Newly published research has produced evidence of yet another drug risk, i.e., allergy medications being added to illicit street opioids. This development poses an increased risk to users, as antihistamines have a drowsiness effect, which, when coupled with the depressant nature of opioids, is believed to make addicts go unconscious more easily. The result? Experts are publishing evidence that suggests addicts are at higher risk of an overdose when they use opioids that have been mixed with antihistamines. Unfortunately, most addicts have no way of knowing if their drugs are antihistamine-tainted.
When three New Yorkers of remarkably different backgrounds overdosed and died on the same day, many believed their deaths were coincidental. But investigators later began to see a pattern when they discovered that all three users had ordered drugs from the same dealer. The story that followed unveiled numerous warning signs, lessons that Americans must learn to prevent more overdose deaths.
For much of the 2010s, fentanyl addiction and overdoses surged in regional areas like the Northeast, Appalachia, and the Southeast. At the time, many experts believed fentanyl addiction and overdose would remain a localized crisis, not a national one. Unfortunately, recent reporting has indicated that the scope of fentanyl addiction and overdose has largely broadened, with the Midwest, Southwest, West Coast, and Pacific Northwest now being ravaged by fentanyl addiction and overdose deaths.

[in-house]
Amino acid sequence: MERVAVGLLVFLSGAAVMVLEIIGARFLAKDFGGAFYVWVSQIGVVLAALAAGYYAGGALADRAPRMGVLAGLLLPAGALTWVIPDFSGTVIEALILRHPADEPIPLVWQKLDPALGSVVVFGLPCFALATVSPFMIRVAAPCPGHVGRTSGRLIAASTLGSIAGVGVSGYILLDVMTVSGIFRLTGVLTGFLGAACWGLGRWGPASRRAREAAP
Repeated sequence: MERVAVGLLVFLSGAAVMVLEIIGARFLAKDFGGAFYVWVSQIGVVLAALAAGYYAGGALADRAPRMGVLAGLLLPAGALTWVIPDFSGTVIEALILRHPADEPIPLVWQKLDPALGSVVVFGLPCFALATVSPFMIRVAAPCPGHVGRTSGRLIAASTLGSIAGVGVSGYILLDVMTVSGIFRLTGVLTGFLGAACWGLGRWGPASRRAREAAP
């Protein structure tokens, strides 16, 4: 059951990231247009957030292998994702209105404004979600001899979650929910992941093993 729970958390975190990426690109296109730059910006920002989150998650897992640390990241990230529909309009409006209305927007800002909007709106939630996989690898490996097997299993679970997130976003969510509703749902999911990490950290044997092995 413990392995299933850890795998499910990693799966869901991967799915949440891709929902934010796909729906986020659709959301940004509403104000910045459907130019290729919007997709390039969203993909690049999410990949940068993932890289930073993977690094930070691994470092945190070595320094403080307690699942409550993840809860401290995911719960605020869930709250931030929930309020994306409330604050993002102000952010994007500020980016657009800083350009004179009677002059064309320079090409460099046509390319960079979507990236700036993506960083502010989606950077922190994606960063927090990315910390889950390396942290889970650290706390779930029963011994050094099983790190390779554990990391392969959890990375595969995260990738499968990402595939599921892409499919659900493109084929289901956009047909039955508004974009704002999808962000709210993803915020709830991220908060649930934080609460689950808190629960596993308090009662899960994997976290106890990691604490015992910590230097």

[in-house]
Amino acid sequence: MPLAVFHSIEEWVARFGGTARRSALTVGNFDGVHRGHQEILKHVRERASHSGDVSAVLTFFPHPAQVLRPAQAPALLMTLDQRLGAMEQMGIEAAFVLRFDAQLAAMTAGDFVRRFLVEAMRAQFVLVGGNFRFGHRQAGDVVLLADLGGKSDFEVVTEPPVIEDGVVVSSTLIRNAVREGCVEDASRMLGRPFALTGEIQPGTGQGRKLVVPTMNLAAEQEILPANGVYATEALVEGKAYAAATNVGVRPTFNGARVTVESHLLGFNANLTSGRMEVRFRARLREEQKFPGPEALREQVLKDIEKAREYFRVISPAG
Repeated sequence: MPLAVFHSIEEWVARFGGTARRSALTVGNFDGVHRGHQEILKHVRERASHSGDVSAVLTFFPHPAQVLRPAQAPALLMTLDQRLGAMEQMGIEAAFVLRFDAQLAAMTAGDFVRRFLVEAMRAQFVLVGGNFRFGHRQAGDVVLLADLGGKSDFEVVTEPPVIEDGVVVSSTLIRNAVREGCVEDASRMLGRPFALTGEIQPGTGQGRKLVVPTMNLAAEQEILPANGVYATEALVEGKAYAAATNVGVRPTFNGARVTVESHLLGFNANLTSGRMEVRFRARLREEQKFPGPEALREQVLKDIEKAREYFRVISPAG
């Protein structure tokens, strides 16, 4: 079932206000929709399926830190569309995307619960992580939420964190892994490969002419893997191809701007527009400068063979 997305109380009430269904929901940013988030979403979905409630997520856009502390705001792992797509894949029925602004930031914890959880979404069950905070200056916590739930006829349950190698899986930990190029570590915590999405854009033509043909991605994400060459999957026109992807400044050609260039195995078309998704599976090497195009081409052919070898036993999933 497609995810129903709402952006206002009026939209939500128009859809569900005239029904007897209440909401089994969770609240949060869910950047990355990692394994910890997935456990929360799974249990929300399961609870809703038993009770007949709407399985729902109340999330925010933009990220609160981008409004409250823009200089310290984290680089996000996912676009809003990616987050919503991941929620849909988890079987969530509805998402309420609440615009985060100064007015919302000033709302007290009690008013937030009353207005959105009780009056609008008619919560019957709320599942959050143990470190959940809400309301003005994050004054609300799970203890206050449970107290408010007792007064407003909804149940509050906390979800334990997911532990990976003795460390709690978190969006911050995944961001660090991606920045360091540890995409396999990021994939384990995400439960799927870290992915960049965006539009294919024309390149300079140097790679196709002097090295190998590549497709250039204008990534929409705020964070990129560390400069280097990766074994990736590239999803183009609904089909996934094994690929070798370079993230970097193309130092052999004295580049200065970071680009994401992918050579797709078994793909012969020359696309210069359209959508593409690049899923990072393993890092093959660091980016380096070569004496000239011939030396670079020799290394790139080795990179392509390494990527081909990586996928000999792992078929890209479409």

The United States just passed a grim milestone, the first time in recorded history when over 100,000 Americans died from drug overdoses in one year. It’s a painful wake-up call, and a call to action that something must be done about the drug addiction epidemic.
It may seem unbelievable at first, but the title is no exaggeration. America’s addiction epidemic has become so widespread that the United States now loses the population equivalent of an entire city each year to fatal drug overdoses.
With fatal overdose numbers reaching higher each year, Americans must know how to safely respond to a drug overdose. And beyond that life-saving response, Americans must also know that addiction treatment is needed for those who survive an overdose.
Polydrug users may encounter the greatest risks of all drug users as they mix and match their drugs to suit their desires. What they may have lost sight of is how dangerous and even deadly this practice is.
While America has been preoccupied with other situations, our drug overdose losses have kept mounting. Using statistics published by the CDC we can calculate the date on which America passed a horrific milestone: 100,000 overdoses losses in one twelve-month period.
Xylazine is in the news for causing overdoses, deaths and addiction in several U.S. states and Puerto Rico. But many people don’t even know it’s in their supplies of heroin, fentanyl or cocaine. In this case, what they don’t know can kill them.
To prevent your home from becoming a source of addictive substances for a young person or susceptible family member, it’s important to know all the types of drugs that should be locked away and where someone might be looking for them.